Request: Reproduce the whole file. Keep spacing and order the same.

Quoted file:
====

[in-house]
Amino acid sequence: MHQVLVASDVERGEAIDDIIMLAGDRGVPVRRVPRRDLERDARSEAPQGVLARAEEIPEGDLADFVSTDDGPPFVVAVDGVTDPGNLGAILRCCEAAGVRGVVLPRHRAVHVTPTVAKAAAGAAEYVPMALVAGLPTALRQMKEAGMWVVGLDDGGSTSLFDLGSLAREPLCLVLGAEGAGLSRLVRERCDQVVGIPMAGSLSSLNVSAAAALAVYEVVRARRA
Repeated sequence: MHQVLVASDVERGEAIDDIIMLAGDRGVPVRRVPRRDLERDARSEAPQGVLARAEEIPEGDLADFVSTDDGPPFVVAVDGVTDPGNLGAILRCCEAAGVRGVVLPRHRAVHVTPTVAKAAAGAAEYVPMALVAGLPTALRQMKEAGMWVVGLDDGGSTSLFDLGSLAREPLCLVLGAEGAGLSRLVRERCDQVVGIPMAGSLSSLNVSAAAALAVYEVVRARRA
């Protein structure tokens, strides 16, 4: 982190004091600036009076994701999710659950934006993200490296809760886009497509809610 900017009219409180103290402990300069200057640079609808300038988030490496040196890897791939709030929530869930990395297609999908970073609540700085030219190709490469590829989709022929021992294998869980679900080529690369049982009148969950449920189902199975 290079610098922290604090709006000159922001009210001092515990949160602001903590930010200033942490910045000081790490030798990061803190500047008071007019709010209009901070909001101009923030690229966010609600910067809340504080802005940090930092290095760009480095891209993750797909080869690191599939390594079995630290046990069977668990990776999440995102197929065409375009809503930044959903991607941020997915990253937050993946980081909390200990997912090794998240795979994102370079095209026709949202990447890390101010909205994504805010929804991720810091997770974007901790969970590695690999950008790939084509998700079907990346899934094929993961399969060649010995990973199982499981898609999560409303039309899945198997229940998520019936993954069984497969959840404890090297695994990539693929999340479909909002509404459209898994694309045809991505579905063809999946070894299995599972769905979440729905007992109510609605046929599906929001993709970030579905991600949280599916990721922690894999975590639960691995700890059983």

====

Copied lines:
[in-house]
Amino acid sequence: MHQVLVASDVERGEAIDDIIMLAGDRGVPVRRVPRRDLERDARSEAPQGVLARAEEIPEGDLADFVSTDDGPPFVVAVDGVTDPGNLGAILRCCEAAGVRGVVLPRHRAVHVTPTVAKAAAGAAEYVPMALVAGLPTALRQMKEAGMWVVGLDDGGSTSLFDLGSLAREPLCLVLGAEGAGLSRLVRERCDQVVGIPMAGSLSSLNVSAAAALAVYEVVRARRA
Repeated sequence: MHQVLVASDVERGEAIDDIIMLAGDRGVPVRRVPRRDLERDARSEAPQGVLARAEEIPEGDLADFVSTDDGPPFVVAVDGVTDPGNLGAILRCCEAAGVRGVVLPRHRAVHVTPTVAKAAAGAAEYVPMALVAGLPTALRQMKEAGMWVVGLDDGGSTSLFDLGSLAREPLCLVLGAEGAGLSRLVRERCDQVVGIPMAGSLSSLNVSAAAALAVYEVVRARRA
């Protein structure tokens, strides 16, 4: 982190004091600036009076994701999710659950934006993200490296809760886009497509809610 900017009219409180103290402990300069200057640079609808300038988030490496040196890897791939709030929530869930990395297609999908970073609540700085030219190709490469590829989709022929021992294998869980679900080529690369049982009148969950449920189902199975 290079610098922290604090709006000159922001009210001092515990949160602001903590930010200033942490910045000081790490030798990061803190500047008071007019709010209009901070909001101009923030690229966010609600910067809340504080802005940090930092290095760009480095891209993750797909080869690191599939390594079995630290046990069977668990990776999440995102197929065409375009809503930044959903991607941020997915990253937050993946980081909390200990997912090794998240795979994102370079095209026709949202990447890390101010909205994504805010929804991720810091997770974007901790969970590695690999950008790939084509998700079907990346899934094929993961399969060649010995990973199982499981898609999560409303039309899945198997229940998520019936993954069984497969959840404890090297695994990539693929999340479909909002509404459209898994694309045809991505579905063809999946070894299995599972769905979440729905007992109510609605046929599906929001993709970030579905991600949280599916990721922690894999975590639960691995700890059983």